If one man summed up the sense of impunity that used to pervade Brazil, it was Marcelo Odebrecht. Barely into his 40s, he assumed the leadership of the conglomerate founded by his grandfather Norberto Odebrecht, a descendant of German immigrants to Brazil, in 2009. The group employs 128,000 people of 70 nationalities and operates projects ranging from ports, dams, metro networks, highways and a nuclear submarine base in countries such as the US, Angola and Panama. It was one of Brazil’s first multinationals, with 58 per cent of its operating income coming from offshore.
It prospered under Marcelo’s leadership and under the leftist governments of the Workers’ party, or PT. In the years following the re-election in 2006 of former PT president Luiz Inácio Lula da Silva, himself now a defendant in the Petrobras political funding scandal, Odebrecht’s gross revenue increased nearly sixfold to R$126.6bn($38.6bn) for the 12 months ending June 2016.
An exercise fanatic who reportedly was such a workaholic he had to make notes in his calendar to remind himself to give his wife Bela and their three children a hug, Marcelo kept a hectic schedule. He would host heads of state from the developing world while plotting with his lieutenants how to influence various political contacts and manipulate bills going through congress to benefit Odebrecht and Braskem, according to court documents. He was particularly close to Mr Lula da Silva. He and his father Emílio Odebrecht regularly travelled with the former president, who has denied accusations of receiving favours from the company, around Africa and Latin America to meet world leaders.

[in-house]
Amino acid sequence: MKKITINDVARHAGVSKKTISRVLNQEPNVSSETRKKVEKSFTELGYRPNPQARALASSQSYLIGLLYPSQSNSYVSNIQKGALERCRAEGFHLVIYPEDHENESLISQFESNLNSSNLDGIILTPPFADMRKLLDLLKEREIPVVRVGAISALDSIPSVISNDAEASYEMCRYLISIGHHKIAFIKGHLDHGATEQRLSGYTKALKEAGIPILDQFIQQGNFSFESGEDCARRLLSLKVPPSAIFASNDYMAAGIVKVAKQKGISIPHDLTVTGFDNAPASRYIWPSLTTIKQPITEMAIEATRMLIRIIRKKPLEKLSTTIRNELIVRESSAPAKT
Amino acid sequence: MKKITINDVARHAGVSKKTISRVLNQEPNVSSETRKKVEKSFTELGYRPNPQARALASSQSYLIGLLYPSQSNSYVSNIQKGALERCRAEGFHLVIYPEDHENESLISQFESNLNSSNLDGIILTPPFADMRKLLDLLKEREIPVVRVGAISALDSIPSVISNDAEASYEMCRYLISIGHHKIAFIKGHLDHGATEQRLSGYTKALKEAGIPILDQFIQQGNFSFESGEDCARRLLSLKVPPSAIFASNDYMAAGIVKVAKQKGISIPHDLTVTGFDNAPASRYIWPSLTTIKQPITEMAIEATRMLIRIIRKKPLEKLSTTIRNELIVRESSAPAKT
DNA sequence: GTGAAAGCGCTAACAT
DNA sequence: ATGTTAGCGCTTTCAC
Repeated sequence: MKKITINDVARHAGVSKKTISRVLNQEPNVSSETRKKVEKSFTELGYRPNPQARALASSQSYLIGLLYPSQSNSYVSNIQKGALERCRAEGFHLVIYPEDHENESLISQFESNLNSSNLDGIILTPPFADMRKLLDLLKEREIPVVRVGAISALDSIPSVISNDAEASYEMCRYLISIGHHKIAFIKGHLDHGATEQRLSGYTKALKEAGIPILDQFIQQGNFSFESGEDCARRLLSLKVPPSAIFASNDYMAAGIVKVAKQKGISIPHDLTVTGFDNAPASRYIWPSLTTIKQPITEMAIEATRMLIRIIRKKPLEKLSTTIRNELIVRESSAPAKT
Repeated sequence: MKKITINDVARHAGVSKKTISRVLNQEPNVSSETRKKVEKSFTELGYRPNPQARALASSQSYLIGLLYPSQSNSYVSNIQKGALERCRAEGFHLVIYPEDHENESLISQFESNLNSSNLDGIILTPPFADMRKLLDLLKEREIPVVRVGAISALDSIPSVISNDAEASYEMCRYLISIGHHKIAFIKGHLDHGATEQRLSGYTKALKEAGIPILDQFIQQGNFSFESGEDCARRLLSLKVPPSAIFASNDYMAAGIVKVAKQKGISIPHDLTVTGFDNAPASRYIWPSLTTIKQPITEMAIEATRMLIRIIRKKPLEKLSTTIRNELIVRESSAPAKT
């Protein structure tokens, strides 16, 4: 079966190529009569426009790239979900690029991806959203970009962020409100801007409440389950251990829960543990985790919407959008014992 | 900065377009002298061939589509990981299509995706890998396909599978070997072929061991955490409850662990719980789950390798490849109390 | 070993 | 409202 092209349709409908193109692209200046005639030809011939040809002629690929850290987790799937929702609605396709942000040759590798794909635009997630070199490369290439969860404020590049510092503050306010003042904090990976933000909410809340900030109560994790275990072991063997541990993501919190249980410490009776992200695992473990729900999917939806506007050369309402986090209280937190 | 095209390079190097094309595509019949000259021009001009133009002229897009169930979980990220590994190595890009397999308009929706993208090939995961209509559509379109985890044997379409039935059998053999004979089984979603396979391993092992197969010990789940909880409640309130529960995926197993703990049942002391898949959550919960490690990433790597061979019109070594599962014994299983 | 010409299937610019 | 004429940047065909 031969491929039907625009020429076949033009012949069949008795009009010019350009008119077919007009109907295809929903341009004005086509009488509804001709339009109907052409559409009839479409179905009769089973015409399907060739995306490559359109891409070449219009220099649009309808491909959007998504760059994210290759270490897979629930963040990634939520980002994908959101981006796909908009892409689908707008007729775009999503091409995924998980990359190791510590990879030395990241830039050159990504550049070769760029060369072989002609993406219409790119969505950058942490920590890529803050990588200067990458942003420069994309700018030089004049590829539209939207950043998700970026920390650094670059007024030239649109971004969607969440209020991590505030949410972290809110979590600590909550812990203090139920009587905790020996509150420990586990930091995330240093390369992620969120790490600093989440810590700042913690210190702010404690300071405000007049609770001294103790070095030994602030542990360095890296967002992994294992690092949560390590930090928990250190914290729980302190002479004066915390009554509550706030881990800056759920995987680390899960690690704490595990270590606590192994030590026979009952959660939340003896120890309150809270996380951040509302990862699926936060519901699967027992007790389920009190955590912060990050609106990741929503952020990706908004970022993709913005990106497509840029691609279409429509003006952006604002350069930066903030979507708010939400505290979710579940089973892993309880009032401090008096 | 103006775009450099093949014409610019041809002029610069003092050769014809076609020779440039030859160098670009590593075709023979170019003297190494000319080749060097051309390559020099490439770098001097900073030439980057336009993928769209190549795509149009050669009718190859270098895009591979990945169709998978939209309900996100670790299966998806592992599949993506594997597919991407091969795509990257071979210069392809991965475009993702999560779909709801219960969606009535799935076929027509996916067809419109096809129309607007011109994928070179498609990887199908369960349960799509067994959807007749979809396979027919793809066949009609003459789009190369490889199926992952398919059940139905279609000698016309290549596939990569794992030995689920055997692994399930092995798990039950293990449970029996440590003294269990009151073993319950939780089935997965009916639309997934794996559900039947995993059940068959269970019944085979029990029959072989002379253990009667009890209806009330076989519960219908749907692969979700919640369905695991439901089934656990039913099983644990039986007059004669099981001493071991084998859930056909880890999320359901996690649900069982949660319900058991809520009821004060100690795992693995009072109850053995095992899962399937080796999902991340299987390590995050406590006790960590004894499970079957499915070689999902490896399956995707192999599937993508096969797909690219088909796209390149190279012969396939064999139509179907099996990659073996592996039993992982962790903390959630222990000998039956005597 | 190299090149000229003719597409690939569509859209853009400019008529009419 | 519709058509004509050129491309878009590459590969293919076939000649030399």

Sense of invulnerability
When the Petrobras scandal first broke in 2014 it exposed the nexus between big business and the illicit funding of political parties and should have sent shivers around Odebrecht. It involved a cartel of construction companies that collaborated with Petrobras executives and politicians to exchange bribes and kickbacks for contracts.
The investigation has led to 82 people — ranging from former PT treasurer João Vaccari Neto to Marcelo Odebrecht himself — being convicted in the lower courts on charges ranging from corruption to money laundering while the Supreme Court, which is responsible for trying serving politicians, is processing a further 74 cases.